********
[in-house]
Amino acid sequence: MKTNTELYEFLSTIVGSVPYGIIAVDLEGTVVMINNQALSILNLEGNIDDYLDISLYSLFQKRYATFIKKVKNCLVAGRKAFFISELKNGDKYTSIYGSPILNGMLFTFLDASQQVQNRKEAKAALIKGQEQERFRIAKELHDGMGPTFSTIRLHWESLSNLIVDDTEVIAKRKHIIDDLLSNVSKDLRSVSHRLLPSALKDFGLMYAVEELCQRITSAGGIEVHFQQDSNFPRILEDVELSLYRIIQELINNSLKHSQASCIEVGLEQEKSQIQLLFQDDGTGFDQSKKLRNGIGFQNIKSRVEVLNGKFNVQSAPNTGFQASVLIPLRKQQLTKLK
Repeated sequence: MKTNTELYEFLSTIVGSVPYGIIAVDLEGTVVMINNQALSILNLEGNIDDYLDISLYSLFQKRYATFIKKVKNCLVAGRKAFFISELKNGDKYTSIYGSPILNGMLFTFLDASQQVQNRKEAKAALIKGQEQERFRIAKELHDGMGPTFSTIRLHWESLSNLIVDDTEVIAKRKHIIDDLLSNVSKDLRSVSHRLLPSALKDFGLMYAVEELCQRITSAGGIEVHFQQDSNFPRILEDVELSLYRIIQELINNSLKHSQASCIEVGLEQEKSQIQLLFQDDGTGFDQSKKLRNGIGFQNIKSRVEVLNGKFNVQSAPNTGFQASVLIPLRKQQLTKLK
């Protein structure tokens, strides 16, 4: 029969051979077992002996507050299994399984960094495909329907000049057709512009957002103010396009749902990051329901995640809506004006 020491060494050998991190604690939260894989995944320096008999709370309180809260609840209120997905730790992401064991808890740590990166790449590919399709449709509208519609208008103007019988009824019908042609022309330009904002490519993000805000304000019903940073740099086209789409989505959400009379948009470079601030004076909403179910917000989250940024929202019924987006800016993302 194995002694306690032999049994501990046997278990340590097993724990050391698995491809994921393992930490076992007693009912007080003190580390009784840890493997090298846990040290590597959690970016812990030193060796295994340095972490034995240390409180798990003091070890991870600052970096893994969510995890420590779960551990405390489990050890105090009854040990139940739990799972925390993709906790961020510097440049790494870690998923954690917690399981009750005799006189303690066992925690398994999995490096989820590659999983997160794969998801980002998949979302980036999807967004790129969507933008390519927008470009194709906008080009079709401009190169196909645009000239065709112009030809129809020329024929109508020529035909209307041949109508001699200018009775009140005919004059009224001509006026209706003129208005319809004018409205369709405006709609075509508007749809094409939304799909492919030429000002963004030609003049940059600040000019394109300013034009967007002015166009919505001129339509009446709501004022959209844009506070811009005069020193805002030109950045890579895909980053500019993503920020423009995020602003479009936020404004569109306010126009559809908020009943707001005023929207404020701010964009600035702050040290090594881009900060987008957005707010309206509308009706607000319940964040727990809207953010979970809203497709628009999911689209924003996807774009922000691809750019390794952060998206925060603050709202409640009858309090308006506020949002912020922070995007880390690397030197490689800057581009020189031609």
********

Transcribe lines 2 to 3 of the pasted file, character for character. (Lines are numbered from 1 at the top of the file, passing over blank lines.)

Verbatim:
Amino acid sequence: MKTNTELYEFLSTIVGSVPYGIIAVDLEGTVVMINNQALSILNLEGNIDDYLDISLYSLFQKRYATFIKKVKNCLVAGRKAFFISELKNGDKYTSIYGSPILNGMLFTFLDASQQVQNRKEAKAALIKGQEQERFRIAKELHDGMGPTFSTIRLHWESLSNLIVDDTEVIAKRKHIIDDLLSNVSKDLRSVSHRLLPSALKDFGLMYAVEELCQRITSAGGIEVHFQQDSNFPRILEDVELSLYRIIQELINNSLKHSQASCIEVGLEQEKSQIQLLFQDDGTGFDQSKKLRNGIGFQNIKSRVEVLNGKFNVQSAPNTGFQASVLIPLRKQQLTKLK
Repeated sequence: MKTNTELYEFLSTIVGSVPYGIIAVDLEGTVVMINNQALSILNLEGNIDDYLDISLYSLFQKRYATFIKKVKNCLVAGRKAFFISELKNGDKYTSIYGSPILNGMLFTFLDASQQVQNRKEAKAALIKGQEQERFRIAKELHDGMGPTFSTIRLHWESLSNLIVDDTEVIAKRKHIIDDLLSNVSKDLRSVSHRLLPSALKDFGLMYAVEELCQRITSAGGIEVHFQQDSNFPRILEDVELSLYRIIQELINNSLKHSQASCIEVGLEQEKSQIQLLFQDDGTGFDQSKKLRNGIGFQNIKSRVEVLNGKFNVQSAPNTGFQASVLIPLRKQQLTKLK